Point as a university.  West Point is not a university.  It is a school to
train standard-setting, career U.S. Army officers.  Incidentally, cadets
receive a university-level education.  You should care more about how many
of the graduates remain for a career in the Army than that such-and such a
publication ranks the USMA #? as a liberal arts/engineering/whatever
university.  The same goes for athletics.  Can you tell me that the
standards for admission are not today warped/waived in order to bring in a
star athlete?  Can you tell me that special academic assistance is not given
to members of Corps Squads, particularly football.  Can you tell me that
every prospective cadet must take a written exam and, good athlete or not,
must pass it in order to be allowed to enter?

Sixth, you make a big deal of having intercollegiate athletic teams with an
overall record of .590.  So what!  West Point was never supposed to be an
athletic powerhouse.  I don’t believe the MacArthur quote that used to be
engraved over the entrance to the gym meant intercollegiate athletics, in
which only a small minority of the cadets participate.  I believe it
referred to intramural athletics.  I am all for intramural athletics.  I
firmly believe that there is too much emphasis placed today on
intercollegiate athletics at West Point.

Seventh, you make a big deal about decorations recent graduates have
received.  What about second lieutenants out of OCS or ROTC?  Didn’t they
get any?  Did they get less ?  Maybe, because they weren’t “developed”.
Maybe, because they performed less well.  Heroism is not a virtue exclusive
to West Point.  What was once upon a time exclusive was the commitment to
graduate standard-setting career officers.  This OCS and ROTC do not and
cannot do.  OCS and ROTC base their standards, or at least they used to, on
those of graduates of West Point.

Eighth, you make a big deal that some recent graduates have been assigned to
divisions overseas.  Where have you been?  What’s so uplifting about that?
Every member of my class after finishing his branch Officers Basic Course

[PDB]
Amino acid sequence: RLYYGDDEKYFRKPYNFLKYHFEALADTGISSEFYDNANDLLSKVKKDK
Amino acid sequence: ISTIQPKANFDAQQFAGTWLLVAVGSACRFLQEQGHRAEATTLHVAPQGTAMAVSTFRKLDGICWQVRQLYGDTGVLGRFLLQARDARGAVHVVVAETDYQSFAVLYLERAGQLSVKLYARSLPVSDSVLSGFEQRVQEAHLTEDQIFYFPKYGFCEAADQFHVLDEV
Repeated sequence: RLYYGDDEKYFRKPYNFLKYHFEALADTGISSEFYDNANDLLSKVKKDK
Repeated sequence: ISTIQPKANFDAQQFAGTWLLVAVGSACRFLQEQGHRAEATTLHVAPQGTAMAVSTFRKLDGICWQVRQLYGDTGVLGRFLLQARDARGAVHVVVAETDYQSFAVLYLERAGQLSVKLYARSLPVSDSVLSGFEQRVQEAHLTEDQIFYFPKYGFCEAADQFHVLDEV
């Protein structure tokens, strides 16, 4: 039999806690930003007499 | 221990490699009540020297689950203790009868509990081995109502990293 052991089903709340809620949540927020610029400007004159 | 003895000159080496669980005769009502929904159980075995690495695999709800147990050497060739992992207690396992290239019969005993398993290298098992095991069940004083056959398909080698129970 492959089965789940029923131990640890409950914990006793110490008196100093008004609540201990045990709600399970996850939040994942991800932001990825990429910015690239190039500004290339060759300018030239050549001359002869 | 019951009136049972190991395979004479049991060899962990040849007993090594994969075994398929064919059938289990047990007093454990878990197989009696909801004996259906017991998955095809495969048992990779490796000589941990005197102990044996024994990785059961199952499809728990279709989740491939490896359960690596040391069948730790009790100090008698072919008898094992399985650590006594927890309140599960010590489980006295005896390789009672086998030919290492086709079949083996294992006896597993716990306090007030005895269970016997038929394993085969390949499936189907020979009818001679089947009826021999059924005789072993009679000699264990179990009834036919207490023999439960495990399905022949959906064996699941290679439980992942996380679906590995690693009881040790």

was assigned overseas-everyone.  No big deal.

Ninth, I graduated under the previous so-called “attritional” and “zero
tolerance” system (as did all classes up to at least 1966.  See Rick
Atkinson’s “The Long Gray Line”, the story of the Class of 1966).  I
“developed” from a boy to a man on my own.  Nobody gave a damn whether I
“developed”.  I was expected from the first day to live up to the standards
of the Military Academy.  It was up to me in meeting them to “develop”
myself.  I seriously doubt that any of your “best and brightest” could even
have lasted through my plebe year.

Lastly, this letter started because of Second Lieutenant Rapone.  Obviously
he didn’t “develop” as well as he should have..  How many more cadets are
being graduated under the “developmental” system who do not come up to what
have been the traditional standards of West Point:  Duty, Honor, Country?
How many cadets are being graduated who have no intention, and never had any
intention, of being career Army officers / I doubt seriously that the
American taxpayer would be overjoyed to realize that he/she is paying,
what?, a half million dollars to give somebody a university education so
that he/she can leave the Army as quickly as possible and go into a
money-making civilian career.  Although if there are a number of Rapones
whom you allow to graduate, it’s in the Army’s interest that they get out
fast.

Benjamin L. Landis

 

“Benjamin L. Landis retired from the U.S. Army as a colonel after a 27-year
career that included service with the Military Assistance Advisory Group at
the U.S. embassy in Paris and as Senior U.S. Liaison Officer with the French
Forces in Germany.  He is a graduate of the U.S. Military Academy and the
French Army Ecole d’  Etat-Major, and has an MSA from The George Washington
University.  After retirement, he was Director of Administration and Finance
for several major law firms in Washington.  He is the author of Searching
For Stability: The World in the Twenty-First Century.”
Support References:

“How are people graduating from West Point so radicalized? Users on /pol/ think they may have found the answer: Professor Rasheed Hosein,” they tweeted.